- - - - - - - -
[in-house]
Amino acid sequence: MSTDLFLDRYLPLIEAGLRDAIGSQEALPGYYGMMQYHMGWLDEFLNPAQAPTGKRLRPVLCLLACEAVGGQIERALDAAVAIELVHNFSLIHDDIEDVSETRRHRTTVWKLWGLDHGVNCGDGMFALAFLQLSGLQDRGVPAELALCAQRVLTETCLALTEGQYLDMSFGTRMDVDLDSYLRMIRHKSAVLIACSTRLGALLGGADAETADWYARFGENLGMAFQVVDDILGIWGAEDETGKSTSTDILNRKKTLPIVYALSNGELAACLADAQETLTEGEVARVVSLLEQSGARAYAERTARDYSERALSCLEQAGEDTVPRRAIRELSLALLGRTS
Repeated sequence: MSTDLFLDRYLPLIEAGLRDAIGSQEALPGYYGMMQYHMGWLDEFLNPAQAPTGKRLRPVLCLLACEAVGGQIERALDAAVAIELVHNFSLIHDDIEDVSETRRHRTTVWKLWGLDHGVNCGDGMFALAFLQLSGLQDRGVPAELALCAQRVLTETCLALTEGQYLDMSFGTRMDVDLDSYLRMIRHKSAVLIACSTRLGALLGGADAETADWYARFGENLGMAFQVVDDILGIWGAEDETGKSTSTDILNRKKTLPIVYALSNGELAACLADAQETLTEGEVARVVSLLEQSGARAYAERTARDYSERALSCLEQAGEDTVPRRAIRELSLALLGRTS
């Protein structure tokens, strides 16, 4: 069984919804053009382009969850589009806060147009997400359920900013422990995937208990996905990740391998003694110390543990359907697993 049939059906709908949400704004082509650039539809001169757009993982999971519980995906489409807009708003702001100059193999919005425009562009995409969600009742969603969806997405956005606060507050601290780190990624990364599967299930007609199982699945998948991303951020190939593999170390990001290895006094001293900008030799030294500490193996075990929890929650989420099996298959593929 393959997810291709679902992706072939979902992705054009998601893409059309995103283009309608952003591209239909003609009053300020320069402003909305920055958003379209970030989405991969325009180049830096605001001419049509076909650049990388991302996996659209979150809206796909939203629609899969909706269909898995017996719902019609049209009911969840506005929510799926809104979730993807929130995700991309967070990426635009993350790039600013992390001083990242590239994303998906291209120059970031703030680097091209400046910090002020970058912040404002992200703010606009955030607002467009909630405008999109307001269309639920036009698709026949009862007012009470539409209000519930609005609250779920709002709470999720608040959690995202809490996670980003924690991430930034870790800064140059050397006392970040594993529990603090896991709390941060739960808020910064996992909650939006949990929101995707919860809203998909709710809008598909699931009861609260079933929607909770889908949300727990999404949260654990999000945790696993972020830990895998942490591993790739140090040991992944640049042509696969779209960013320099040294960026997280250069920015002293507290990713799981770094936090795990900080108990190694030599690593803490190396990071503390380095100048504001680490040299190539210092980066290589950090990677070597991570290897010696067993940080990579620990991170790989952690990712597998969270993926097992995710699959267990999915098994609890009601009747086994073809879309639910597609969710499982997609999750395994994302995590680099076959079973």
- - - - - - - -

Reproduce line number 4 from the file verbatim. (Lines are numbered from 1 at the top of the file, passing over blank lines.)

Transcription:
């Protein structure tokens, strides 16, 4: 069984919804053009382009969850589009806060147009997400359920900013422990995937208990996905990740391998003694110390543990359907697993 049939059906709908949400704004082509650039539809001169757009993982999971519980995906489409807009708003702001100059193999919005425009562009995409969600009742969603969806997405956005606060507050601290780190990624990364599967299930007609199982699945998948991303951020190939593999170390990001290895006094001293900008030799030294500490193996075990929890929650989420099996298959593929 393959997810291709679902992706072939979902992705054009998601893409059309995103283009309608952003591209239909003609009053300020320069402003909305920055958003379209970030989405991969325009180049830096605001001419049509076909650049990388991302996996659209979150809206796909939203629609899969909706269909898995017996719902019609049209009911969840506005929510799926809104979730993807929130995700991309967070990426635009993350790039600013992390001083990242590239994303998906291209120059970031703030680097091209400046910090002020970058912040404002992200703010606009955030607002467009909630405008999109307001269309639920036009698709026949009862007012009470539409209000519930609005609250779920709002709470999720608040959690995202809490996670980003924690991430930034870790800064140059050397006392970040594993529990603090896991709390941060739960808020910064996992909650939006949990929101995707919860809203998909709710809008598909699931009861609260079933929607909770889908949300727990999404949260654990999000945790696993972020830990895998942490591993790739140090040991992944640049042509696969779209960013320099040294960026997280250069920015002293507290990713799981770094936090795990900080108990190694030599690593803490190396990071503390380095100048504001680490040299190539210092980066290589950090990677070597991570290897010696067993940080990579620990991170790989952690990712597998969270993926097992995710699959267990999915098994609890009601009747086994073809879309639910597609969710499982997609999750395994994302995590680099076959079973």